The Avengers

Joss Whedon

BY Scott A. GrayPublished May 3, 2012

Consider the gauntlet thrown. Under the loving stewardship of Joss Whedon (Serenity, Buffy the Vampire Slayer), Marvel's superhero team-up event, The Avengers, proves that massive spectacle filmmaking can co-exist with clever plotting, witty dialogue, thoughtful characterization and great ensemble acting.

It's been a long and exciting road for the mostly very strong pictures (ahem, Incredible Hulk, I'm looking at you) leading up to this first franchise crossover movie event and all the careful setup and deliberately engineered hints pay off big time in this clash of modern mythological titans.

As the head of global peacekeeping force S.H.I.E.L.D., Nick Fury (Samuel L. Jackson) steps out from his connecting cameo roles to lead the assembly of a super-human team to handle a threat too big for the god of thunder, a billionaire genius in a suit of hi-tech armour, a recently thawed nazi-slaying super-soldier from WWII, a giant green rage monster or the world's top super spies to handle alone.

Of the prior solo missions, it's most essential to have seen Thor and Captain America, for familiarity with elements of Marvel lore contained within that play a vital role in this world-threatening sci-fi action drama. Although the references that come up organically throughout the script should render the various back-stories and dense mythology clear enough for the uninitiated.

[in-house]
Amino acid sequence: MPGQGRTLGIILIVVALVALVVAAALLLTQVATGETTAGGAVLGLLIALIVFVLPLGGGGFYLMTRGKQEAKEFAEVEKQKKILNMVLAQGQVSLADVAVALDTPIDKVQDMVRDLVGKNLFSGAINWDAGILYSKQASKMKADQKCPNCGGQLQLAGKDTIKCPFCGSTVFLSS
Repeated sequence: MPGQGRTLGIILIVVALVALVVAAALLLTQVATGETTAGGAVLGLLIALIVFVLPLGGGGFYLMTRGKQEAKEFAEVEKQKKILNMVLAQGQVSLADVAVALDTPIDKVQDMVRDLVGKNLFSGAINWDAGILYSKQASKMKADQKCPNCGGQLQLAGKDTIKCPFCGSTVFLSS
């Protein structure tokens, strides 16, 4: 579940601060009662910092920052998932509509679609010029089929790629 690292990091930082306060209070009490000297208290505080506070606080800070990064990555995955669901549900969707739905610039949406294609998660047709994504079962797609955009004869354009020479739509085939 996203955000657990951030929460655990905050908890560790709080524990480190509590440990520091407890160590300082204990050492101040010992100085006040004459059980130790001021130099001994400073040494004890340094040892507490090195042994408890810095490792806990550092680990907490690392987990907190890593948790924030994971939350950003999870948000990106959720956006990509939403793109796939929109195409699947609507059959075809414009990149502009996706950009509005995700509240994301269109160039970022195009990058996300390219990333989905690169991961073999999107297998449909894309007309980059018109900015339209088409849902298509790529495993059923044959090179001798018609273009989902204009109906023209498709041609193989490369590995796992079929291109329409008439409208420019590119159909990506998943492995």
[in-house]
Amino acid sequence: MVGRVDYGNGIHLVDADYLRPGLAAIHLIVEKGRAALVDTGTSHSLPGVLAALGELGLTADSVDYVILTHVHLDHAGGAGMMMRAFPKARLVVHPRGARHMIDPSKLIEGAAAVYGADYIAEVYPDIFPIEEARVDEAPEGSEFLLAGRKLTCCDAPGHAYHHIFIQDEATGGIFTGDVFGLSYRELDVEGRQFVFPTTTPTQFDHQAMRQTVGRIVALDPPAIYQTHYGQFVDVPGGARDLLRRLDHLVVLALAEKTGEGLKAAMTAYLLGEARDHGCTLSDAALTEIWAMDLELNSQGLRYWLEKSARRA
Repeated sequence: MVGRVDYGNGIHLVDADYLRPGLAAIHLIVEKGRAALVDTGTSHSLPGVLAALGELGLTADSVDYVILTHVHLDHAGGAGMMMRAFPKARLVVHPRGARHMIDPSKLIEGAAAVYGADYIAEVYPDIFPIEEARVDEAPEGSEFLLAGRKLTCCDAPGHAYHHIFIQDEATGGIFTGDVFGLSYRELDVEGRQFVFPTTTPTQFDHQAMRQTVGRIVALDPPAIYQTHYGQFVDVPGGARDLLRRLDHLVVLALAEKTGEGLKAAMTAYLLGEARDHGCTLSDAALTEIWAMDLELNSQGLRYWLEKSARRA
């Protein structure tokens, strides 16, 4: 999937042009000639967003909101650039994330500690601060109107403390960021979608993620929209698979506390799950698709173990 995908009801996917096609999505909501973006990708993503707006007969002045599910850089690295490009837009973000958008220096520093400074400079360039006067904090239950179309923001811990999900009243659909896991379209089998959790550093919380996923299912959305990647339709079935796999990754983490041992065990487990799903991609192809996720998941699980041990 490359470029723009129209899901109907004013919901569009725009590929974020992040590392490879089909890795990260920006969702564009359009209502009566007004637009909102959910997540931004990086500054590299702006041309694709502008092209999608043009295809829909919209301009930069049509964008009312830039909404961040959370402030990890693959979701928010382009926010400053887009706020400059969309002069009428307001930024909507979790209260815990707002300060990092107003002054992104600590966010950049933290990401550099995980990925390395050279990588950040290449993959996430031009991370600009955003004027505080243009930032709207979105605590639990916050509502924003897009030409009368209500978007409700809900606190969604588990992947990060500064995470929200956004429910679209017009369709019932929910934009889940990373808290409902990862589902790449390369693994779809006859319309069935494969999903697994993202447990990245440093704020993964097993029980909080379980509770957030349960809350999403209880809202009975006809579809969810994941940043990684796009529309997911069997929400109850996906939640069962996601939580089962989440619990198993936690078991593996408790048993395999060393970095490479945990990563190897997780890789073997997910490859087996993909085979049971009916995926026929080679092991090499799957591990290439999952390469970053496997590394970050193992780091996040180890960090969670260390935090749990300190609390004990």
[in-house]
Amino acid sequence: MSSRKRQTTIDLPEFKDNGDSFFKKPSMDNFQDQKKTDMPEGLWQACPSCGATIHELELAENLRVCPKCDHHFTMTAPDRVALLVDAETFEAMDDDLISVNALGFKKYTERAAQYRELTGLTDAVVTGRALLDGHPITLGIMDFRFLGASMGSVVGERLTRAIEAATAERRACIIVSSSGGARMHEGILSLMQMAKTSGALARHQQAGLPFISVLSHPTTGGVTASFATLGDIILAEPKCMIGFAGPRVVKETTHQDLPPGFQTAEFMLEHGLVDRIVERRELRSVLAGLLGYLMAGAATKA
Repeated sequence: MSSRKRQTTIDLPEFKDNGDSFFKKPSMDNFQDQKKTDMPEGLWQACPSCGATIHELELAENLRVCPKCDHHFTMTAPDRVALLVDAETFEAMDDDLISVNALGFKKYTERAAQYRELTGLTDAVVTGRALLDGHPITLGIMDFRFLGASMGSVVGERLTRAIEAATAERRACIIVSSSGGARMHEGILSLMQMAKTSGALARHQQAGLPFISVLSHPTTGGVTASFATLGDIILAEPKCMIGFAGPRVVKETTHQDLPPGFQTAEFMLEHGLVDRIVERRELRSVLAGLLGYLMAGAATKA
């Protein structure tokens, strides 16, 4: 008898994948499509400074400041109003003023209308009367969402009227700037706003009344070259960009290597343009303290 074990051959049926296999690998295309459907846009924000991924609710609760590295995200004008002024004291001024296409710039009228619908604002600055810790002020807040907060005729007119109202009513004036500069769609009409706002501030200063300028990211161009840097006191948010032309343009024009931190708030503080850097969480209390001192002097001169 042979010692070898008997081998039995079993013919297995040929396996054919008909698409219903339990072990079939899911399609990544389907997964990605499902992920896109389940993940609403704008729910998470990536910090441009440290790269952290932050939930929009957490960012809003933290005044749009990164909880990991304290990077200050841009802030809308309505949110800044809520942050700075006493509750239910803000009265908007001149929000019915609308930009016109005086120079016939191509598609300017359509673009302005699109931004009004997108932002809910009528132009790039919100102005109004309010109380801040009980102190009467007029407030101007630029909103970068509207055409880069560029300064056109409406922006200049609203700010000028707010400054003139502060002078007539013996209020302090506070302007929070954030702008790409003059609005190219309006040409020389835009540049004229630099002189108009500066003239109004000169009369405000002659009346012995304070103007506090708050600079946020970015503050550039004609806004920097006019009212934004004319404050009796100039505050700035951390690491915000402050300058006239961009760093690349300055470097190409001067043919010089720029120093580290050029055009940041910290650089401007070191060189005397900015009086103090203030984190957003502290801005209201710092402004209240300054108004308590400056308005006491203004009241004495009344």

Each of the primary players gets his or her due, reintroducing Tony Stark (Robert Downey Jr.), Steve Rogers (Chris Evans), Bruce Banner (Mark Ruffalo) and Thor (Chris Hemsworth) as the plot requires, and greatly expanding on the characters of Natasha Romanoff (aka Black Widow, Scarlett Johansson) and Clint Barton (aka Hawkeye, Jeremy Renner). Hearing Whedon's dialogue as read by Robert Downey Jr. is every bit as thrilling as expectant fans would hope. But it's the interplay between Stark and Steve Rogers ― egomaniacal irreverence versus old-school nobility ― and the satisfaction of finally seeing someone nail the barely concealed rage and violent humour of the Hulk that help the film rise above its already lofty expectations.

Oh, and The Avengers also contains the most thoroughly and consistently wowing action and effects-driven carnage ever filmed. Inventive, often angular, sweeping cinematography, bold perspective switches and jaw-dropping tracking shots, with an extremely clear sense of spatiality, deliver greater visceral excitement than Michael Bay at his best, all in the context of a great story with interesting, relatable characters, even though these heroes are so much larger than life.

There you have it: the proof exists that excellence in storytelling and visual spectacle need not be mutually exclusive. You can catch the second must-see movie of the year (Cabin in the Woods was also co-written by Joss Whedon) in 3D, but it's not designed to be essential to the viewing experience, and a few dimly lit scenes early on would be better seen without the additional tinting more than the rest of the film benefits from superfluous dimensional thickening.

Either way, make sure you see the new standard of tent pole filmmaking on the big screen.
(Buena Vista)

Latest Coverage